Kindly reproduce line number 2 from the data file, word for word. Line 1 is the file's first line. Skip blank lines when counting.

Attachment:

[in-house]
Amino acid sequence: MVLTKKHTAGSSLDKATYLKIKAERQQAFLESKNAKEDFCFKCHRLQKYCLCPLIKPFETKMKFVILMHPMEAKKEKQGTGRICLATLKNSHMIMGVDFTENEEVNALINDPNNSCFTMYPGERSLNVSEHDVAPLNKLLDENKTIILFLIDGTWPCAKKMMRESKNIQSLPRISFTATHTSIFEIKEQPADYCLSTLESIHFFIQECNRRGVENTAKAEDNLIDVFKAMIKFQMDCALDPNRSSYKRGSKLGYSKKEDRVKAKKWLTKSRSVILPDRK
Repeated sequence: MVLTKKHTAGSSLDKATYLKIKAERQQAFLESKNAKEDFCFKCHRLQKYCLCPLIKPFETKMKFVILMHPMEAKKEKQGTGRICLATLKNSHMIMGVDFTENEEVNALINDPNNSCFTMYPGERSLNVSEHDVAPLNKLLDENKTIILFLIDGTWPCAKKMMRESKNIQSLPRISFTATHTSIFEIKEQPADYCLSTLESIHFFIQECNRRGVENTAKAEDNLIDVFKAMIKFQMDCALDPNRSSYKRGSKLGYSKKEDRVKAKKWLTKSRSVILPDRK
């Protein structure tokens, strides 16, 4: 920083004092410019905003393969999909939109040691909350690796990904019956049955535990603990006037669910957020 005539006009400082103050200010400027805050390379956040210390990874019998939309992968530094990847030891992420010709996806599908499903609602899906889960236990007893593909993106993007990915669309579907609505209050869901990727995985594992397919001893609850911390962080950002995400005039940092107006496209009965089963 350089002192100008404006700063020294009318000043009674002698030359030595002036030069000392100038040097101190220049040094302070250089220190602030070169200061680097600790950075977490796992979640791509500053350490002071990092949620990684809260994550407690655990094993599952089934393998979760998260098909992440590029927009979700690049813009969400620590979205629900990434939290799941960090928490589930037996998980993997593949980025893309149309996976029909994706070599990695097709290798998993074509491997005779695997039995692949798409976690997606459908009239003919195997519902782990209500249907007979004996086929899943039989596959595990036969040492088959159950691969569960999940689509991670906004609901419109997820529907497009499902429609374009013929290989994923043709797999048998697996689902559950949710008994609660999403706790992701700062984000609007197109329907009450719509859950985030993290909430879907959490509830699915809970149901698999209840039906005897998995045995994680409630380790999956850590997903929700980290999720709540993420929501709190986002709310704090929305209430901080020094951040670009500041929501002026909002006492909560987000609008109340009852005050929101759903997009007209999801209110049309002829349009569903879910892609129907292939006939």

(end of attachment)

Amino acid sequence: MVLTKKHTAGSSLDKATYLKIKAERQQAFLESKNAKEDFCFKCHRLQKYCLCPLIKPFETKMKFVILMHPMEAKKEKQGTGRICLATLKNSHMIMGVDFTENEEVNALINDPNNSCFTMYPGERSLNVSEHDVAPLNKLLDENKTIILFLIDGTWPCAKKMMRESKNIQSLPRISFTATHTSIFEIKEQPADYCLSTLESIHFFIQECNRRGVENTAKAEDNLIDVFKAMIKFQMDCALDPNRSSYKRGSKLGYSKKEDRVKAKKWLTKSRSVILPDRK